When I do school visits – and I do a lot of them – I tell the kids I get paid for being weird. At first, they’re eager to agree. After all, I’m a plump old lady – an intrusive stranger and core reason they’re not at music or P.E. They don’t know who I am, and they don’t care until I give them a reason. So I set out to do just that.
Scattered pictures appear behind me on the projector screen – dinosaur skin, raptor claws, a dolphin with albinism, mummified kids, African wild dogs, a junk yard tiger cage, the Loch Ness Monster, Sasquatch, the list goes on and on. As the pictures click by, I reveal more than the subjects of my books. I reveal myself – who I am and why I love doing what I do -- how they could do the same.
In no time, they have come to believe my original premise – that I AM weird. But the shift has begun. They either swoop in to tell me I’m not weird, I’m just cool. Or they rush to confess that they are delightfully weird too. The sting of the word has vanished. Wonder is unleashed.
That and only that might be explanation enough for why I fly my weird flag with such glee. But that’s only the frosting on the cake.
I was a reluctant reader as a kid. I was a good reader, but I didn’t care about books. I wanted to be outside catching snakes and lizards. I wanted to be as far from sitting still as the universe would allow. And even when I did go to the library, Clifford and Dr. Seuss were my only allies. Beyond the Golden Book of Reptiles and Amphibians, I could not find a nonfiction book that was perfect just for me.
I write weird for the outsider I used to be. Tapping into that distant memory paves my way to reaching other kids who feel the same way NOW.
“I have to tell you something!”
William didn’t go to lunch the day I visited his school last spring. He buzzed like a hover craft in the library instead.
“What do you want to tell me, William?” I responded. “I’m all ears.”
“It’s hard to believe,” he inched closer, “but I think it’s true. I think you may love the gathering facts as much as I do.”
“How much do you love it?” I asked. And he knew I didn’t ask the question to be kind.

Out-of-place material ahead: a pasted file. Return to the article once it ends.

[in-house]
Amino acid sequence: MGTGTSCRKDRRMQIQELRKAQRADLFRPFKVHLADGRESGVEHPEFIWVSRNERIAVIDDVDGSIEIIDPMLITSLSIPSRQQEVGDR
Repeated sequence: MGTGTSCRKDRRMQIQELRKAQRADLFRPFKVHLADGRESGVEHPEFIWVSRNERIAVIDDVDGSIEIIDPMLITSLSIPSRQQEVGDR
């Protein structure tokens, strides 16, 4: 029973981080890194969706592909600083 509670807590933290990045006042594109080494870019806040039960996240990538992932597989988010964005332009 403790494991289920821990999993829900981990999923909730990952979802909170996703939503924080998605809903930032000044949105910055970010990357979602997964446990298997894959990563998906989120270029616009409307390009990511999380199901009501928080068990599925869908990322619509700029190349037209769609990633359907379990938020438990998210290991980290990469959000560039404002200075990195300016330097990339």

“So much,” he said, “that my friends don’t really like me.”
“Or they don’t understand you,” I said.
“Perhaps. Perhaps. But you,” he insisted, “you really do understand.”
“I do indeed, William.” I responded. “I do indeed.”
I admit to being weird – at school visits, through the topics I tackle because I love weird details. But I love being weird because it helps give so many quirky kids a place to call home – a place between the pages of my books.
I accepted, long ago, that I would never see my books showered with accolades, even if I research and write them with the same dogged factual determination I recognize in the books by my peers. But I wouldn’t trade my body of work for any certificate or medal. My awards are called William or Leo or Cassy. My affirmations are delivered in the faces of the kids that cling to my books, and I couldn’t love anything more.
Picture a Maine boy eight years old. It’s -9 degrees outside, but he’s wearing camo print cargo shorts and a Mario Brothers t-shirt. He’s in line to touch a pair of Bigfoot track casts – the two I held up in front of his class only minutes before. As he stands, he is also twirling. His voice is perky and high.
As he nears the target of his interest, the spinning becomes more focused -- one spin, one touch, another spin, another touch. With each move, with each touch, he trumpets a single word.
Goal! Off he runs, to destinations I can only imagine.
I am as happy as he is. We are, both of us, truly happy. It doesn't get better than that.
And so it continues -- my quest for the weirdly wonderful. How could it not? My tribe is oddly waiting. : )
--- Kelly Milner Halls